Procedures to alleviate pain - e.g.
nerve blocks, intra-articular injections, etc
Using imaging guidance, such as
fluoroscopy, USG or CT, we can now guide therapy,
mainly in the area of relieving pain.
There are many procedures that can
be performed, some of which include; suprascapular
blocks for frozen shoulders, lumbar Sympathectomies
for unremitting pain from peripheral vascular disease,
disco grams for evaluating discal pain, facet and
SI joint blocks and vertebroplasties, etc.
Basically any procedure that alleviates
pain, but needs necessary guidance with an imaging technique
can be performed.
Suprascapular Nerve Blocks
Frozen shoulder or peri-arthritis
is a condition that results in significant disability,
wherein the patients are unable to move their arms
at the shoulder and have pain and discomfort.
is usually a self-limited procedure and takes approx.
9 months for recovery. Apart from anti-inflammatory
medication, graded physiotherapy and on occasion,
intra-articular steroid injections and arthroscopic
adhesiolysis are used to treat more difficult cases.
The suprascapular nerve in the suprascapular
notch has approximately 70% of the sensory supply
from the capsule. By blocking this nerve, it is possible
to reduce the pain significantly and allow movement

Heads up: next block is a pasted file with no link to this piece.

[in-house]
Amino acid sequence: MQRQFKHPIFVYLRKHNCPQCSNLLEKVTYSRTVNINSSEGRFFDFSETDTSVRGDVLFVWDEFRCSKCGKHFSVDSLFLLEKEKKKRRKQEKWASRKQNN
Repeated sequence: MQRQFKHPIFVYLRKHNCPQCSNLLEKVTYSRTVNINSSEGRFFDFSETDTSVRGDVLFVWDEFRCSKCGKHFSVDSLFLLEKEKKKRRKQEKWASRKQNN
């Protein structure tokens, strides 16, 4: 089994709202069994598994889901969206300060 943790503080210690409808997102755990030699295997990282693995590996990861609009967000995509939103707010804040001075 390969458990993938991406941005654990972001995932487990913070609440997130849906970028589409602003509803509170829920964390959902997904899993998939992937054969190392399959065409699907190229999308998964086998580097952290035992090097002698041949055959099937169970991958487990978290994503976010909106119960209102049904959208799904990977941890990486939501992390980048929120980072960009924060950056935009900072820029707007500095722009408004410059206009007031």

of the shoulder. This in turn, facilitates physiotherapy
and helps faster recovery.
procedure is performed under CT guidance in the prone
position. Once the needle is in place, a steroid and
anesthetic mixture is injected (Figs. 1, 2). Usual
improvement is within 24 hours and can last from 3-6
months. Repeated injections are possible, but the
most important role seems to be the ability to allow
aggressive physiotherapy to be conducted.
These are most commonly performed
to alleviate pain in patients with severe peripheral
vascular disease. By ablating the lumbar sympathetic
plexus, the blood flow to the limbs is increased and
this helps in relieving pain.
The effect lasts for 1 week to 2
years, but the period is unpredictable from patient
The procedure is performed under
CT guidance and two needles are simultaneously placed
on either side of the upper margin of the L3 vertebral
body (Figs. 1, 2). For temporary
relief, bupivicaine is injected, but for permanent
ablation, absolute alcohol is used.